OPINION: Desexing holds key to reducing our cat problems

I AM a lover of felines but I am also mindful of the reality that every year worldwide, millions are sent to their deaths.

They die as they are deemed unadoptable due to illnesses such as FIV/cat flu, or a correctable behavioural problem.

The prevailing problem is the continual lack of desexing. Cats can start breeding from the age of four months. For those that are fortunate enough to be spared, many suffer as they are dumped, abandoned or relinquished.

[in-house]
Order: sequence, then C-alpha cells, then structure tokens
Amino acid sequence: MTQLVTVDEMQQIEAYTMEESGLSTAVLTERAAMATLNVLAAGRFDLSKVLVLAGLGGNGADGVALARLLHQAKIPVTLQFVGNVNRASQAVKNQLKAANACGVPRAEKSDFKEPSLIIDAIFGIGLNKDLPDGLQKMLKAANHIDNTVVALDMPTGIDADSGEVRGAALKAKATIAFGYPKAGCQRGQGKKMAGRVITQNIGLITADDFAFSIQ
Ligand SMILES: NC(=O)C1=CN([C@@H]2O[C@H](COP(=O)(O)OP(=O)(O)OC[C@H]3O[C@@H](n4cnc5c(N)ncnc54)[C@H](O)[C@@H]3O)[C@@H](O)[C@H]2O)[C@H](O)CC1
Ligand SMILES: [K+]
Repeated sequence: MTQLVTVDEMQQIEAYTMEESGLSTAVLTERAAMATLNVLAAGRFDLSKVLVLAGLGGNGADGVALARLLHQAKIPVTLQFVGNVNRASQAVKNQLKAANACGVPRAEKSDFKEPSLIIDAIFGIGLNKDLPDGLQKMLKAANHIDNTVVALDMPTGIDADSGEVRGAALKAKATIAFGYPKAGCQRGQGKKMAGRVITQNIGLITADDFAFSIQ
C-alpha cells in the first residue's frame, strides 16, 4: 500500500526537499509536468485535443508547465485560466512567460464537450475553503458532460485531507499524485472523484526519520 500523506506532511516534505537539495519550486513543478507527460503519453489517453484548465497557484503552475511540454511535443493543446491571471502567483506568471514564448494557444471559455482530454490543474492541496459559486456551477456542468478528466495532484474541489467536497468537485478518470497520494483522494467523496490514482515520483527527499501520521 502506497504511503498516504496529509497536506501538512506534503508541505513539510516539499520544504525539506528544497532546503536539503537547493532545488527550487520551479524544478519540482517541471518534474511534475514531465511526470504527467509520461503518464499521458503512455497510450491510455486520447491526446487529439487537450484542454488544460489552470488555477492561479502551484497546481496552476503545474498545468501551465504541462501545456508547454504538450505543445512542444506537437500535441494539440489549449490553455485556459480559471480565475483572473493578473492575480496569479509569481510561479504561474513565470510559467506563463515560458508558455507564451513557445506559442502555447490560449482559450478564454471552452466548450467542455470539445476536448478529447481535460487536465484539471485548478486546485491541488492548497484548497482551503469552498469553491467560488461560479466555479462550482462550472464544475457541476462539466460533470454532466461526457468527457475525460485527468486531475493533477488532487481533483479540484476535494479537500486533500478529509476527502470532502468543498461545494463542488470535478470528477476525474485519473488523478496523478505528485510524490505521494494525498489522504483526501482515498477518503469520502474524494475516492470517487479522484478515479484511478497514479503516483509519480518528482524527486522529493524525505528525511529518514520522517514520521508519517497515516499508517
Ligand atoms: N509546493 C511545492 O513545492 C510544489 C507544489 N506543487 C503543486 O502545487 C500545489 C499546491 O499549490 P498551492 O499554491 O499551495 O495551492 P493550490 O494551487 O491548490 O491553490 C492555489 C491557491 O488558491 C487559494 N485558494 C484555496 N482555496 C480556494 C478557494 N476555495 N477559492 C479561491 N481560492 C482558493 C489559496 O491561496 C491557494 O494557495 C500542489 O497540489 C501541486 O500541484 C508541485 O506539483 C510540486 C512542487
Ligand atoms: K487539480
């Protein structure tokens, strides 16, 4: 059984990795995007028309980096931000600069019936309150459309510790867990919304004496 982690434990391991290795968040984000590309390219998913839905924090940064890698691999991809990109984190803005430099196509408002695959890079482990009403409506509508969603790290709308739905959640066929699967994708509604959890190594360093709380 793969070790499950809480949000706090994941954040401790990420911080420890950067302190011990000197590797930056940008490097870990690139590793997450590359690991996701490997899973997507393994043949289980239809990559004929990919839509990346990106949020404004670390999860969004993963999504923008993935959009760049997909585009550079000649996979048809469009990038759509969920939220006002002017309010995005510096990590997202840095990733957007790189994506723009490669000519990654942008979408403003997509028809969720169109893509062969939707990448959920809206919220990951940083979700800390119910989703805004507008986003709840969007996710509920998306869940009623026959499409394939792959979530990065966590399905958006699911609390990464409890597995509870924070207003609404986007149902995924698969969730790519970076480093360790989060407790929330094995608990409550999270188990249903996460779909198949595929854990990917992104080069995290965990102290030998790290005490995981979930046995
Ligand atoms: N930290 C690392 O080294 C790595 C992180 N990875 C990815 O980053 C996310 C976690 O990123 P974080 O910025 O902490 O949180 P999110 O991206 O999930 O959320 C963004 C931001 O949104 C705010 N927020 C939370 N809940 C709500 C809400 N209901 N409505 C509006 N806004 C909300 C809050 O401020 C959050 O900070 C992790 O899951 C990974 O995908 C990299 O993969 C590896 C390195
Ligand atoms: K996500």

Rehabilitating a cat can be time consuming, with considerable amounts of patience and love.

Research shows that domesticated animals suffer more psychologically than their wild counterparts when their expectations aren't met in their interactions with humans.

Dame Jane Goodall states that "trust and expectations of certain types of behaviour on the part of animals are brought forth by the ways in which humans have interacted with them, in the past and not, of course, by a signed formal contract".

Cats need to be desexed, in an effort to reduce this high euthanasia rate. Their lives and their emotions depend on it.



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